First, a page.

The words of the Psalmists have provided encouragement, comfort, and inspiration to Christians for thousands of years. From laments, to joyful songs, to words of praise, this Old Testament literature is as relatable today as it was when the words were originally penned. Classic Commentaries and Studies on Psalms brings together historical background, literary analysis, outlines, study guides, studies on the original Hebrew text, and practical application from dozens of well-loved theologians. Including the writings of Georg Heinrich Ewald, Moses Buttenwieser, James G. Murphy, J. J. Stewart Perowne, and many more, these volumes provide a fantastic backdrop for the understanding of the Psalms.
Laity, students, professors, ministers, and teachers will all benefit from the biblical wisdom and knowledge contained in these thirty-five volumes on the Psalms. A well-rounded collection containing the analysis of individual psalms as well as more holistic studies of the book, these resources contain valuable insight into the Psalms and the Old Testament biblical figures who first penned them. And now, in the Logos edition, the collection is more accessible than ever before. The commentaries can be linked with your favorite Bible translations, Scriptures are easily referenced, and original language studies can be performed with the click of a mouse.
In this volume, Joseph Addison Alexander gives a brief history and outline of each of the 150 Psalms in the Bible, including commentary and Scriptural cross-references. A thorough study of the Psalms, it provides a great overview to this much-loved Old Testament book of the Bible.
Joseph Addison Alexander (1809-1860) was a professor of theology at Princeton, as well as a biblical scholar, author, and Presbyterian minister.
The Book of Praises begins with nearly sixty pages of detailed historical background to psalmodic poetry, as well as an in-depth discussion of the structure of the book of Psalms. William Henry Alexander's commentary on the Psalms contains original language word studies, historical facts, and a wealth of biblical insight.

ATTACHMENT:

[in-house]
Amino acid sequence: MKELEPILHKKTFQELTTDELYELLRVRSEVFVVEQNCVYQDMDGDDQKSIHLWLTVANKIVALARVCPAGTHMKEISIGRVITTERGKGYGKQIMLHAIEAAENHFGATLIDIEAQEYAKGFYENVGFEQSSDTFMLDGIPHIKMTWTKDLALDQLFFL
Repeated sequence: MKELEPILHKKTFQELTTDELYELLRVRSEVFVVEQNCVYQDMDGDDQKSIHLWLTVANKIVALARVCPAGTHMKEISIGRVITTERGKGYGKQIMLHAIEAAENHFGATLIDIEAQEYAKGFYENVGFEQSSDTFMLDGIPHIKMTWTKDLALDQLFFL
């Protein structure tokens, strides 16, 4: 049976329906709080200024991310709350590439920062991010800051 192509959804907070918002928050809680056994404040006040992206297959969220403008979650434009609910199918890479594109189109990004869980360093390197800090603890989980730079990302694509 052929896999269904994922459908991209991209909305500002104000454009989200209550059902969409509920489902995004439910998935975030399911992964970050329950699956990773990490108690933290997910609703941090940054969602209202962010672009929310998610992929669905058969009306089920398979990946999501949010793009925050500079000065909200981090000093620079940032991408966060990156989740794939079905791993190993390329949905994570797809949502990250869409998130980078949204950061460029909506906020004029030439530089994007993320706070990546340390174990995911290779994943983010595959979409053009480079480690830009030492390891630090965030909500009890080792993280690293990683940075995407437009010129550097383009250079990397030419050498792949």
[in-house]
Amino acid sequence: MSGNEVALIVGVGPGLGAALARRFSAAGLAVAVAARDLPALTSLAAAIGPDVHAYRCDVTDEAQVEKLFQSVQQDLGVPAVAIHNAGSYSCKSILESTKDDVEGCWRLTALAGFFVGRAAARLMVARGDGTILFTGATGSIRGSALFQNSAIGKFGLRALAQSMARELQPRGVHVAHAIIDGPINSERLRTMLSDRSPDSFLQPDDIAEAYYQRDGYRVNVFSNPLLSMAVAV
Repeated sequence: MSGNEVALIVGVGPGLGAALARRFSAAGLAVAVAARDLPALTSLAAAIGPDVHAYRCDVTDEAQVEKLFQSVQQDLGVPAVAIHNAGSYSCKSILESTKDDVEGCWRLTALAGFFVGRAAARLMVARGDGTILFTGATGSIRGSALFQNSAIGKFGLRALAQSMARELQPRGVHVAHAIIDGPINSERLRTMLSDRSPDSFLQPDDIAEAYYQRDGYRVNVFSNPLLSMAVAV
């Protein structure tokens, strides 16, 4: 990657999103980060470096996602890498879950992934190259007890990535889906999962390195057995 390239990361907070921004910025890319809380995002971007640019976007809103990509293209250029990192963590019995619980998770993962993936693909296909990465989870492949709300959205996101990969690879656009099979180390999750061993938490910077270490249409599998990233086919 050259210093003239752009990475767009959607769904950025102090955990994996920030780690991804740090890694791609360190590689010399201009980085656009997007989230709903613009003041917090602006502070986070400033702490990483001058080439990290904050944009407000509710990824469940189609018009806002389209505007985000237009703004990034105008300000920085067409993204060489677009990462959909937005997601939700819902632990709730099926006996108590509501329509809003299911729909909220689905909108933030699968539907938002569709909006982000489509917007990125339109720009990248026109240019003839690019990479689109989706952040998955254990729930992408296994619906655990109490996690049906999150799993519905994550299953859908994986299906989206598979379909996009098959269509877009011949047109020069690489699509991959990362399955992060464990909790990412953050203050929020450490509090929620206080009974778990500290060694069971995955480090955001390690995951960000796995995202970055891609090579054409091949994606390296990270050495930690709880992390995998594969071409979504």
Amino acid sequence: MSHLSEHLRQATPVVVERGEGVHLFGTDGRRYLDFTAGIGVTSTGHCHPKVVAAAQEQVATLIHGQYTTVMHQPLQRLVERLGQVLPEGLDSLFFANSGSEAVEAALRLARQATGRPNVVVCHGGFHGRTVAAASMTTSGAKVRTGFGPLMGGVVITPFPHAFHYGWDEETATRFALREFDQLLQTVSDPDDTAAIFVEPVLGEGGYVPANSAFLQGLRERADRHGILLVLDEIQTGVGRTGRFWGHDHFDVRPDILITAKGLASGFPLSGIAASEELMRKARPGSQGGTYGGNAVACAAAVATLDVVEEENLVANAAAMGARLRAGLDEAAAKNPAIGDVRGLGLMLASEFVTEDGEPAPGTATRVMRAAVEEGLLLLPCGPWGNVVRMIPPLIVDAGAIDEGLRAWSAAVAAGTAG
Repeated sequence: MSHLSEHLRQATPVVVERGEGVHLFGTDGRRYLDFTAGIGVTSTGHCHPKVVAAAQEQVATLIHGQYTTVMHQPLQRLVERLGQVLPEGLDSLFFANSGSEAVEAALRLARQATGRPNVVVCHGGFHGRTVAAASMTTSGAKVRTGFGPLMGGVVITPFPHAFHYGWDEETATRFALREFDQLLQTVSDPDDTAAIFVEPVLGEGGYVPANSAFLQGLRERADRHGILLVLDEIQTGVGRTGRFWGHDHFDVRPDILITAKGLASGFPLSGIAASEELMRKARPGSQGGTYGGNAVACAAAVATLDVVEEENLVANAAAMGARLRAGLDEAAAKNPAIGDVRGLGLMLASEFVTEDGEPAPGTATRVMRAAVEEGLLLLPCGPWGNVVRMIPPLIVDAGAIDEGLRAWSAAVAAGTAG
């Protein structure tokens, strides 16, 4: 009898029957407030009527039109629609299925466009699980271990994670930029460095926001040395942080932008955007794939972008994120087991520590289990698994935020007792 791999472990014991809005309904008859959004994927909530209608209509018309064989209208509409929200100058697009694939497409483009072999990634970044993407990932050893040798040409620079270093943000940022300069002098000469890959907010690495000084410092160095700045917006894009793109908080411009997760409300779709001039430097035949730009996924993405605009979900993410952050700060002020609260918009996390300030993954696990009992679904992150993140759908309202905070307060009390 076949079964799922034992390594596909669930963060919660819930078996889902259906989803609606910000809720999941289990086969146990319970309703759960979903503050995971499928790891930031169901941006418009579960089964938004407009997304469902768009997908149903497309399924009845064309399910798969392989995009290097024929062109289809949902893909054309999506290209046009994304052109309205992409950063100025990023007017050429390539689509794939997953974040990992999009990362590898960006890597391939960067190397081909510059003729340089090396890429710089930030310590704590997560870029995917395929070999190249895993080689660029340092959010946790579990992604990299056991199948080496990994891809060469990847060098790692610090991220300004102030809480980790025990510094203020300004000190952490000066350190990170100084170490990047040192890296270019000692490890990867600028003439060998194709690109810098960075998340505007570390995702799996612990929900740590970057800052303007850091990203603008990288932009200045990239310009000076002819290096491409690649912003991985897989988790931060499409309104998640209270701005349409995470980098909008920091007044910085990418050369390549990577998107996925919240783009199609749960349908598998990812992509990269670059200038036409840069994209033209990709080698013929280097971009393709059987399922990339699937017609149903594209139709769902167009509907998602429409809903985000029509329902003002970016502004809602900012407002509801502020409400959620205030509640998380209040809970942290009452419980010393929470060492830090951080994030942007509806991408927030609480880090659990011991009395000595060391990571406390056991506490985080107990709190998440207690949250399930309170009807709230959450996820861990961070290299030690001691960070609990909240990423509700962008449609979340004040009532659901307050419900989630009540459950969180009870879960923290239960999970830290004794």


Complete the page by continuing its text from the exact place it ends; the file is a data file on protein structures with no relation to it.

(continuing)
William Henry Alexander was a nineteenth century author, Hebrew and Greek scholar, and theologian.
This helpful commentary thoroughly dissects each Psalm, pointing out prophetic references, historical facts, and scriptural cross-references. Spending several pages on each, Bonar also references the original Hebrew text and analyzes the literary style of the Psalms.
Andrew Bonar (1810-1892) was a Scottish minister, theologian, and author. A man of devout faith, Bonar was quoted as having said "It was in the year 1830 that I found the Savior, or rather, that He found me and laid me on His shoulders rejoicing, and I have never parted company with Him all these sixty-two years."
Looking at Psalm 119—the longest Psalm in the Bible—under a microscopic lens, Charles Bridges takes the time to explain each verse and how it fits into the Bible. Rich with biblical knowledge and cross-references, this picture of Psalm 119 is a thoroughly researched compendium.
Charles Bridges (1794-1869) was an English preacher and biblical scholar, and is perhaps best-known for his theological writings.
Moses Buttenwieser, well-loved author and Bible scholar, presents a unique commentary on the book of Psalms. Believing the Psalms to be a mirror of the spiritual growth of Israel, he wrote The Psalms as a chronologically ordered compendium, so as to chart that growth. Buttenwieser discusses each Psalm thoroughly in the nearly one thousand pages that make up this uniquely ordered resource.
Moses Buttenwieser, born in 1862 in Germany, was Professor of Exegesis at Hebrew Union College in Cincinnati. He also wrote The Prophets of Israel. He died in 1939.
H. N. Champney employs the method of referencing parallel illustrative passages from the Bible in his commentary, A Textual Commentary on the Book of Psalms. The idea behind this method of scriptural study is to use Scripture to study Scripture with, therefore staying as close to biblical truth as possible. A fascinating look at Psalms, this commentary shows how the Bible supports itself.
H. N. Champney was a nineteenth century Bible scholar and author of Index to Scripture Readings and Index to the Book of Common Prayer.
An eighty page introduction begins this first of Cheyne's two-volume commentary set on Psalms. Concentrating on the original Hebrew text, Cheyne's original language studies provide an excellent backdrop for his in-depth commentary on the much-loved Psalms.
Thomas Kelly Cheyne was a nineteenth century oriel professor of the interpretation of Holy Scripture and the Canon of Rochester.